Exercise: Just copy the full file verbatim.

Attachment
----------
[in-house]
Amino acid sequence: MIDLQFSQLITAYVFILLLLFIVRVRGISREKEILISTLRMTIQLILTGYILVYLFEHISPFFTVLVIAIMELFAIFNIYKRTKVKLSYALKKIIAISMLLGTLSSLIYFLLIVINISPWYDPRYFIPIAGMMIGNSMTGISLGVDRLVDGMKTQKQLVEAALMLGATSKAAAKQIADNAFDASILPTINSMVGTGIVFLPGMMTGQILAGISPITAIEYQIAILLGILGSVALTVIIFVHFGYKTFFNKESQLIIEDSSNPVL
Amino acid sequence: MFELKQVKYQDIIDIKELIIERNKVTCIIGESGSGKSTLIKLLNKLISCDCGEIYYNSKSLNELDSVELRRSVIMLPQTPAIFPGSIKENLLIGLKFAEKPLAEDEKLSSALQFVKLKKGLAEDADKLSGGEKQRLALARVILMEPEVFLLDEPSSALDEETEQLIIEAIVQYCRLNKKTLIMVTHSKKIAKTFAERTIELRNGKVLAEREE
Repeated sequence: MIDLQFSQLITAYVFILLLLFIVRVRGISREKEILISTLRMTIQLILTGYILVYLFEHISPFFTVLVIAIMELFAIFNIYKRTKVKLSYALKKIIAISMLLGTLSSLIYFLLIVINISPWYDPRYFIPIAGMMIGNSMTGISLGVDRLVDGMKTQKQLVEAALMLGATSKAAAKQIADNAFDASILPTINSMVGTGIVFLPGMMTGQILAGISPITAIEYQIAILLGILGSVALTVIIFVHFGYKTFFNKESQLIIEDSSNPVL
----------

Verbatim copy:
[in-house]
Amino acid sequence: MIDLQFSQLITAYVFILLLLFIVRVRGISREKEILISTLRMTIQLILTGYILVYLFEHISPFFTVLVIAIMELFAIFNIYKRTKVKLSYALKKIIAISMLLGTLSSLIYFLLIVINISPWYDPRYFIPIAGMMIGNSMTGISLGVDRLVDGMKTQKQLVEAALMLGATSKAAAKQIADNAFDASILPTINSMVGTGIVFLPGMMTGQILAGISPITAIEYQIAILLGILGSVALTVIIFVHFGYKTFFNKESQLIIEDSSNPVL
Amino acid sequence: MFELKQVKYQDIIDIKELIIERNKVTCIIGESGSGKSTLIKLLNKLISCDCGEIYYNSKSLNELDSVELRRSVIMLPQTPAIFPGSIKENLLIGLKFAEKPLAEDEKLSSALQFVKLKKGLAEDADKLSGGEKQRLALARVILMEPEVFLLDEPSSALDEETEQLIIEAIVQYCRLNKKTLIMVTHSKKIAKTFAERTIELRNGKVLAEREE
Repeated sequence: MIDLQFSQLITAYVFILLLLFIVRVRGISREKEILISTLRMTIQLILTGYILVYLFEHISPFFTVLVIAIMELFAIFNIYKRTKVKLSYALKKIIAISMLLGTLSSLIYFLLIVINISPWYDPRYFIPIAGMMIGNSMTGISLGVDRLVDGMKTQKQLVEAALMLGATSKAAAKQIADNAFDASILPTINSMVGTGIVFLPGMMTGQILAGISPITAIEYQIAILLGILGSVALTVIIFVHFGYKTFFNKESQLIIEDSSNPVL